New Wisconsin law requires CO detectors in homesA new law requiring all residential homes to install carbon monoxide detectors have area fire chiefs smiling.
By: By Jackie Grumish, New Richmond News
A new law requiring all residential homes to install carbon monoxide detectors have area fire chiefs smiling.
Starting Tuesday, all single- and two-family homes are required to install the detectors, which act like smoke detectors by sensing carbon monoxide gas and sounding an alarm. The law applies to both existing homes and homes under construction.
Jim VanderWyst, New Richmond Fire and Rescue chief, said the new law is probably a good thing for most residences.
“I would hope that people are smart enough to have a detector if they have a gas furnace or gas appliances,” he said.
Carbon monoxide is tasteless and odorless, he said.
“It’s really dangerous because you have no way of knowing its in your home. Just because your furnace is in the basement ... it’s going to be in your entire home,” he said. “That’s why we recommend putting a detector where you spend most of your time, whether that’s a living room, dining room, bedroom or kitchen.”
The only reason to not have a detector in your home is if you do not own any gas-burning appliances, he said.
While the law requires the detectors, there is no penalty for non-compliance.
VanderWyst said he encourages homeowners to call the fire department the minute carbon monoxide detectors begin to alarm.
“We respond in two different ways,” he said. “If there’s a sickness, or what we call symptoms, we respond as an entire department and go in with air masks to protect ourselves,” he said. “I then need to compensate my men for that.”
VanderWyst said if there’s simply an alarm going off and there’s no sickness involved, only one person will respond with a device that can measure the amount of carbon monoxide in a home.
“If you’re not sick, don’t page out the entire department,” he said.
Carbon monoxide poisoning is often mistaken as the flu because both have similar symptoms — headache, nausea and dizziness.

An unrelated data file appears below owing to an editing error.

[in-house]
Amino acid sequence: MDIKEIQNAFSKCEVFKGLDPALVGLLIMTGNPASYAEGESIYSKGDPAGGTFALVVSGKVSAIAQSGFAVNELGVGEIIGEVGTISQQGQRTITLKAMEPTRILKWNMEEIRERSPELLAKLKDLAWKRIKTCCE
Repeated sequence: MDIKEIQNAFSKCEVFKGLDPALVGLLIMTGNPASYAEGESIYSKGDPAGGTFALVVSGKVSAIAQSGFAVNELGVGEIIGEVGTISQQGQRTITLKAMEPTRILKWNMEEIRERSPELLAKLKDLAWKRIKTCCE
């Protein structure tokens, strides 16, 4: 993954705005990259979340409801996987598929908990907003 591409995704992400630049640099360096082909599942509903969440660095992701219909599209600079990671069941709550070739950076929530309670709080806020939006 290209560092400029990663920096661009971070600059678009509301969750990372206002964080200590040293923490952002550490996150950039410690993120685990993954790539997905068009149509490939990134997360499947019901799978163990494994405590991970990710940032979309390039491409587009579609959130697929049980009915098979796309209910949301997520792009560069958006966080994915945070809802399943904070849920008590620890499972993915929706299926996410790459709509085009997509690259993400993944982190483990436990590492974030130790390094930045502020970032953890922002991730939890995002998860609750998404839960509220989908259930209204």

VanderWyst said the majority of carbon monoxide calls — roughly 80 percent — are false alarms.
“That’s fine and we don’t mind doing them,” he said. “It’s something that needs to be verified.”
In the winter, New Richmond firefighters respond to about two carbon monoxide calls each week, he said.
In Somerset, the number of carbon monoxide calls are not as common, but similar to New Richmond, the majority are false alarms.
Belisle said his department responds to 15-20 carbon monoxide calls each year.
“Only about one to two of them actually having any CO in the homes,” said Travis Belisle, Somerset Fire/Rescue chief.
The new law will undoubtedly add to the number of carbon monoxide calls that fire departments respond to; however, if homeowners are diligent in maintaining their alarms, the number of false alarms could be limited, he said.
“People really have to understand that unlike smoke detectors, carbon monoxide detectors lives are much shorter,” Belisle said. “They have a sensor similar to those in our gas detectors and are all dated for how long until you will need to replace them. Most carbon monoxide detector calls we respond to are false alarms and usually are related to dead batteries, expired sensors, etc. which the homeowner needs to monitor.”
VanderWyst said a good rule of thumb is to replace detectors every five years.
Belisle said he recommends a carbon monoxide detector that actually measures the amount of CO in a home.
“The ones that just alarm really don’t tell you much other than there is alarm. Some of the better ones show a number value, which people can educate themselves on what is safe and not safe, as well as if there is some type of internal error with the detector itself, like the batteries, etc.,” he said.
If homeowners suspect a detector is malfunctioning, VanderWyst suggests putting it outside for a few minutes to let it air out. If the detector continues to alarm, then it’s a good idea to call the fire department to test the home.
“As a homeowner, you don’t know if it’s a false alarm,” he said. “It’s better to be safe.”